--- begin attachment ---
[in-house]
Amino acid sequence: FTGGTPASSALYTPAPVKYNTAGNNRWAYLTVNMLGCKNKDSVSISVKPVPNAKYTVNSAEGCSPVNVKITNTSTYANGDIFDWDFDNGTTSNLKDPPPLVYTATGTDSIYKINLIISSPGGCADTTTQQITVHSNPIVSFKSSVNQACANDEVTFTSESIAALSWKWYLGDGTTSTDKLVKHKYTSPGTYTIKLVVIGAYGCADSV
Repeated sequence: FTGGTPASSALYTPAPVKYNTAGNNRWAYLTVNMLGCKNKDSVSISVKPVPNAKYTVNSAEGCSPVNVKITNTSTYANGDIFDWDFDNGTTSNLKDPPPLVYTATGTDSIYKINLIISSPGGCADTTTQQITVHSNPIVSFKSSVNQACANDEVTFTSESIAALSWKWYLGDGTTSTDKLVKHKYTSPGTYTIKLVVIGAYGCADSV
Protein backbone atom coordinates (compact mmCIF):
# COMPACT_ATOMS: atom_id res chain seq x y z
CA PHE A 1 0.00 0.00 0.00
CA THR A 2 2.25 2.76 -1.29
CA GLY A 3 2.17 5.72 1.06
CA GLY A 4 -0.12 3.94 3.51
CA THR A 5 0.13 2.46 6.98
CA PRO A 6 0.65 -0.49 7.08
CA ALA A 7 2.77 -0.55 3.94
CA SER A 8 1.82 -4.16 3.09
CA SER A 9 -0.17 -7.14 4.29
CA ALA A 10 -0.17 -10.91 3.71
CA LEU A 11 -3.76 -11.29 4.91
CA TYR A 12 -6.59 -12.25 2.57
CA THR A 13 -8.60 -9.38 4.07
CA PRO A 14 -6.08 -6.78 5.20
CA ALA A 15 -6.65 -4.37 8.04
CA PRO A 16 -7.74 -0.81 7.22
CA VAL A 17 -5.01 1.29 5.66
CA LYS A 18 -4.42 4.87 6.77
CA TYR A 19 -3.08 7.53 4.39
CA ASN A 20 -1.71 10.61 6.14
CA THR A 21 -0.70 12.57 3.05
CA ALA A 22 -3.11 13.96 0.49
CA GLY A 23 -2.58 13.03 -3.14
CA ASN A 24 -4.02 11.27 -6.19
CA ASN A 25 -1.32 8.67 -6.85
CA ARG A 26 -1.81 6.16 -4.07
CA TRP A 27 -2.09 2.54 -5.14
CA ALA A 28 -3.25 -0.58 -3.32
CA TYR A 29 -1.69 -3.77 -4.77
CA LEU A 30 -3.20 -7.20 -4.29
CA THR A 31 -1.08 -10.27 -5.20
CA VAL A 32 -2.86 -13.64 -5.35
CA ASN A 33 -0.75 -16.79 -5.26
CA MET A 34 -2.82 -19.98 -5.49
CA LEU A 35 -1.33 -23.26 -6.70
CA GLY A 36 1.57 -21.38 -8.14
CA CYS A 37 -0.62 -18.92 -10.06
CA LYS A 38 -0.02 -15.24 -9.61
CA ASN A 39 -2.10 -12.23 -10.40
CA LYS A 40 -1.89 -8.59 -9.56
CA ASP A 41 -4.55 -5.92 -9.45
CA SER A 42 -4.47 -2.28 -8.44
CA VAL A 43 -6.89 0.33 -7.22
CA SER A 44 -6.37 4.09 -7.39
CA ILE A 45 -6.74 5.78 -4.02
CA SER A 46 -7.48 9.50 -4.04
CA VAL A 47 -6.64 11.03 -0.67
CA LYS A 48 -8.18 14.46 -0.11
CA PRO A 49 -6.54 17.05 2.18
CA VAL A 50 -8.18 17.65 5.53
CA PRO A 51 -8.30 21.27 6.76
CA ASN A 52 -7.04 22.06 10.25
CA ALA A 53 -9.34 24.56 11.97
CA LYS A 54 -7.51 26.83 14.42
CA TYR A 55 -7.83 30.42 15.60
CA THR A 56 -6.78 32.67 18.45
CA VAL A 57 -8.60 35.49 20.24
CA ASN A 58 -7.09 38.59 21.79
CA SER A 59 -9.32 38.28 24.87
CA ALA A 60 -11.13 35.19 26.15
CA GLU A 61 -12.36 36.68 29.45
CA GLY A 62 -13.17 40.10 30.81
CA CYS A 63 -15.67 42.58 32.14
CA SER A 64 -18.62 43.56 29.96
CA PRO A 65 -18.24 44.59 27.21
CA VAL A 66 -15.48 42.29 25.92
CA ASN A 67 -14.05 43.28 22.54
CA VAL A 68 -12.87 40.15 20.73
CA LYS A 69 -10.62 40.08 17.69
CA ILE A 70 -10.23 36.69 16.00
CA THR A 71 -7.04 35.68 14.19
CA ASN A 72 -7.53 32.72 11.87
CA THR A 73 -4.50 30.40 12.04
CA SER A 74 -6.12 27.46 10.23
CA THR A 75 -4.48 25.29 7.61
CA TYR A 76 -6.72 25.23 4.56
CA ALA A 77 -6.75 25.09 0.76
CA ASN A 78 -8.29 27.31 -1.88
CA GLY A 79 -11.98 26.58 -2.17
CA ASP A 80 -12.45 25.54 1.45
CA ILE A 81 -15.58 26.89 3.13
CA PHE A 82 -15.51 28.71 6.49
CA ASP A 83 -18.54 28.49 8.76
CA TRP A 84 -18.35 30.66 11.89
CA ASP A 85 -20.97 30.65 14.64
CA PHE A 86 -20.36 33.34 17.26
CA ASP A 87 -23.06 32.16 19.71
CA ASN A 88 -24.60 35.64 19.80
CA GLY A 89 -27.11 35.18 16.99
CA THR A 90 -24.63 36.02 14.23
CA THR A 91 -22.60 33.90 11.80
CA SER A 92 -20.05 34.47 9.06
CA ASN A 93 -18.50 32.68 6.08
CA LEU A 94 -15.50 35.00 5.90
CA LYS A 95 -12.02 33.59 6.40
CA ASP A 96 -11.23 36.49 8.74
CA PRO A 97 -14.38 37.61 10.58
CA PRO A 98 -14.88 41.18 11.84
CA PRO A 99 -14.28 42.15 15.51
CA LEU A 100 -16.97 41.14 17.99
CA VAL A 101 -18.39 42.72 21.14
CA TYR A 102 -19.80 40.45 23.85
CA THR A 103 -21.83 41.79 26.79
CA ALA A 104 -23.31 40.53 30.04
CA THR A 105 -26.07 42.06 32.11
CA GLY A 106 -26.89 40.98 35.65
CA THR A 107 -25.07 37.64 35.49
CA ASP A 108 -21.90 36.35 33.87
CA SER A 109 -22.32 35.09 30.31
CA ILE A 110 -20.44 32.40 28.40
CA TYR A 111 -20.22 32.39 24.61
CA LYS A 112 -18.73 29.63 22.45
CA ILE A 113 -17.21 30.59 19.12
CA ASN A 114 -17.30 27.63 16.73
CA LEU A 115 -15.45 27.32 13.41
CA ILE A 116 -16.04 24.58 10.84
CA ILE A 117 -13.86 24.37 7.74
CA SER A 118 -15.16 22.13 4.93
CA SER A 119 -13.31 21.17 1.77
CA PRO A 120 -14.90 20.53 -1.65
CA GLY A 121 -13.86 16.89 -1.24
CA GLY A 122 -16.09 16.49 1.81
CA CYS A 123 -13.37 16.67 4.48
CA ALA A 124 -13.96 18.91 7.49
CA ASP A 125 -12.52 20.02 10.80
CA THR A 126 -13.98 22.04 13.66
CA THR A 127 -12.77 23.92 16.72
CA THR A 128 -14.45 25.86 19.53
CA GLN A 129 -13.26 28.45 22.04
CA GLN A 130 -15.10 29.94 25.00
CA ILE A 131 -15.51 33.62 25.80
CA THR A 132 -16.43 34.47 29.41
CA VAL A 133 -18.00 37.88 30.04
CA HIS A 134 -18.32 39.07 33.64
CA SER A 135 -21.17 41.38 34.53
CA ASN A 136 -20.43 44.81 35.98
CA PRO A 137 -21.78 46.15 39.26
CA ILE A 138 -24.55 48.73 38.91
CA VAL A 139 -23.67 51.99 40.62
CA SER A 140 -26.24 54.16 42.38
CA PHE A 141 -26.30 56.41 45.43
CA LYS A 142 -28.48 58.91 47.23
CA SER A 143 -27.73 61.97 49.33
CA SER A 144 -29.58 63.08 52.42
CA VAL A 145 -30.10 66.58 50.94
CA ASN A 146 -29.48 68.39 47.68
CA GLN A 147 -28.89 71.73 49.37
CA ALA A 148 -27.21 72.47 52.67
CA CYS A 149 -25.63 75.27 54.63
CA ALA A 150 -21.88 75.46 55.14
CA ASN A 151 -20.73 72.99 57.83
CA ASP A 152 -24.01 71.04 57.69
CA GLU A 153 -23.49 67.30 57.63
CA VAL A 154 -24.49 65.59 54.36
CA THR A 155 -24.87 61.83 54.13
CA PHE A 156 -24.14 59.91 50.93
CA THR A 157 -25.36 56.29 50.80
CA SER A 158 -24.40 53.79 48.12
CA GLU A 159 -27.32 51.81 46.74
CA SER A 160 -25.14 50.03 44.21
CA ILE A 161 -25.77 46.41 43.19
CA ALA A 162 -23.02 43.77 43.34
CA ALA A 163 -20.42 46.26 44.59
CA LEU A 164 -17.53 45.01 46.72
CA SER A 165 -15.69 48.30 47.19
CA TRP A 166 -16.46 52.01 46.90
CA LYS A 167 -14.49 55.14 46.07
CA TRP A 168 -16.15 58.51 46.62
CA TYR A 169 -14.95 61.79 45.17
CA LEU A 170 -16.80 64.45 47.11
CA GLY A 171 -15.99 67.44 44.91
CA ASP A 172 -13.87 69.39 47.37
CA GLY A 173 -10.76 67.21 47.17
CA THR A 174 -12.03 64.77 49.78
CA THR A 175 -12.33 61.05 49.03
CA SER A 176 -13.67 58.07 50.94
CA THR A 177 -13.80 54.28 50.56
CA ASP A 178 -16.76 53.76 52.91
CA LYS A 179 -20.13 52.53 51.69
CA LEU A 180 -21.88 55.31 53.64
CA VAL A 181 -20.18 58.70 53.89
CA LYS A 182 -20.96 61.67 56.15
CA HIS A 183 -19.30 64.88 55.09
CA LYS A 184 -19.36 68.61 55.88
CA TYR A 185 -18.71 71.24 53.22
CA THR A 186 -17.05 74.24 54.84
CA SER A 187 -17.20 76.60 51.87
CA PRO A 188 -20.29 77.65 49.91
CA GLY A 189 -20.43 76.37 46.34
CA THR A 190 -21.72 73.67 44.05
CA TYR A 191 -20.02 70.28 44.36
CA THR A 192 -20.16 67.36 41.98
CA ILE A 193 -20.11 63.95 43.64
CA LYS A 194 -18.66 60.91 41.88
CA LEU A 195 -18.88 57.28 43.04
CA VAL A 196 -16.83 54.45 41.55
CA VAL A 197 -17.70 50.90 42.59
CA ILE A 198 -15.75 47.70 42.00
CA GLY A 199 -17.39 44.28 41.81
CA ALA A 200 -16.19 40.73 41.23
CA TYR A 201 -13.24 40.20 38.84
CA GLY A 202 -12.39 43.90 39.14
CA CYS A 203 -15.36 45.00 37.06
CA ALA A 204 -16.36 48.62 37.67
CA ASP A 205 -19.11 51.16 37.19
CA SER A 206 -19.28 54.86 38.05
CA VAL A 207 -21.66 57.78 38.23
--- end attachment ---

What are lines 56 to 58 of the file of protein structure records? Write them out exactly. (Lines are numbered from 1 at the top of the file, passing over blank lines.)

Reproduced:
CA PRO A 51 -8.30 21.27 6.76
CA ASN A 52 -7.04 22.06 10.25
CA ALA A 53 -9.34 24.56 11.97